A few weeks ago, we took a more in-depth look at the use of Section 867 Trusts as an alternative to guardianships for a minor. We examined some the advantages of the trusts and pointed out that guardianship alternatives like them are fine examples of the legislature working to provide reasoned solutions to issues that affect more people every day. There are others, and this time I thought we would focus on a few alternatives to guardianship of the person.
Recall that guardianship of the person involves the Probate Court’s judicial finding of incapacity of a minor or adult. Once the court finds the person lacks some or all capacity, the court appoints an individual to be responsible for that person’s non-financial interests. Often, the court reaches this restrictive measure because there is no option that can better protect the incapacitated person. Other times, there are alternatives that are not nearly as restrictive as the imposition of a guardianship.
For example, the Texas Health and Safety Code provides several useful options. Under that Code’s provisions, a person may take advantage of naming an agent under a Medical Power of Attorney. With some pre-need estate planning, a person could avoid guardianship altogether by nominating someone to make the same kinds of decisions before the need ever arises. Directives to Physicians, also authorized under the Health and Safety Code, might be useful as well. Used correctly, these documents can communicate a person’s intentions and directions regarding medical treatment under terminal or other specified circumstances.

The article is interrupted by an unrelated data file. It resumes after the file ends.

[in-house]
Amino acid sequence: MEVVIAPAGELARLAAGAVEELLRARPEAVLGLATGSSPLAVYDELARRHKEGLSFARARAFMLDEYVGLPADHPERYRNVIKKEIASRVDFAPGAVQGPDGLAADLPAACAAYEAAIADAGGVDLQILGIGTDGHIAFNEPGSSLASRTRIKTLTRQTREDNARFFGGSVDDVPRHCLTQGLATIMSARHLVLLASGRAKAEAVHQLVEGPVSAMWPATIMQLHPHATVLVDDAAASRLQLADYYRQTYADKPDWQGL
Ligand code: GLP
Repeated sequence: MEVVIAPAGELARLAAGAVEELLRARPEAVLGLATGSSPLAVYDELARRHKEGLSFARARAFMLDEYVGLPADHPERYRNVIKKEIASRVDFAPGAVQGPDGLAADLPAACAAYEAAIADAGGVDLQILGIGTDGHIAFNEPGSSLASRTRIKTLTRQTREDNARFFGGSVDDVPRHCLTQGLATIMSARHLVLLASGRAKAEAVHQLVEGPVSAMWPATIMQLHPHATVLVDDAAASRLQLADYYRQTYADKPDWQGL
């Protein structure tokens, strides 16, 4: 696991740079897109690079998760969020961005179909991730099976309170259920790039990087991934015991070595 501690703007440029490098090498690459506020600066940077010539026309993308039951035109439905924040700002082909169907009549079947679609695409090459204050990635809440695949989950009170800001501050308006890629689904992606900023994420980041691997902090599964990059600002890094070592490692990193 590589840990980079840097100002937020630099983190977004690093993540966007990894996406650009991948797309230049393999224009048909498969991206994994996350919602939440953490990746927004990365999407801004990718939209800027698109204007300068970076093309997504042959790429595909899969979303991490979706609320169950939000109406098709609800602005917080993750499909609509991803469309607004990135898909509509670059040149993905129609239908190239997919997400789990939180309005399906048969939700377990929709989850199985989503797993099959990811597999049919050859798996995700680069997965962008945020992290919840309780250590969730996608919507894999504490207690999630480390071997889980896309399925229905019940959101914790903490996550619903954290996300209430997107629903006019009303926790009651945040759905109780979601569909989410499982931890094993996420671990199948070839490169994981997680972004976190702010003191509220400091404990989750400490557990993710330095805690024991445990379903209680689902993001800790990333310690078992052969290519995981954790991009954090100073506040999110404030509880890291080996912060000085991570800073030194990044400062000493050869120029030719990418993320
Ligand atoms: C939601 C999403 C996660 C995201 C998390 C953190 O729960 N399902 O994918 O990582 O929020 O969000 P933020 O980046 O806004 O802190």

Likewise, the Health and Safety Code may help avoid guardianship and permit the nomination of a surrogate decision maker, much like the agent under a Medical Power of Attorney. In both emergency and non-emergency situations, Texas law may provide a means of assisting the person without the time and expense of a formal guardianship.
Keep in mind that the Probate Court does not approach the creation of a guardianship lightly. Because the process can involve the removal of rights and liberties that a person would otherwise enjoy, most probate judges in Texas are very careful to invoke their guardianship authority only in those circumstances where it appears that there is no other option available. Even then, by requiring appointed guardians to report on the condition of their ward annually, those probate judges are careful to keep a watchful eye on the guardian to see that he or she is making decisions consistent with the ward’s best interests.
Too often, guardianship issues become litigated matters. They are particularly emotional when guardianship of the person is at issue. These cases can pit brothers against sisters, sons against mothers, and so on. Meanwhile, a person who may need help is often tugged in both directions. The fact is that in many cases, these fights have been brewing for some time, and they are going to happen despite all the best estate planning. Human nature often knows no logic. But, with alternatives to formal guardianships in place, the Probate Court and the parties can begin to work together toward crafting a result that accomplishes what everyone should be concerned about – the well-being and best interests of the incapacitated person.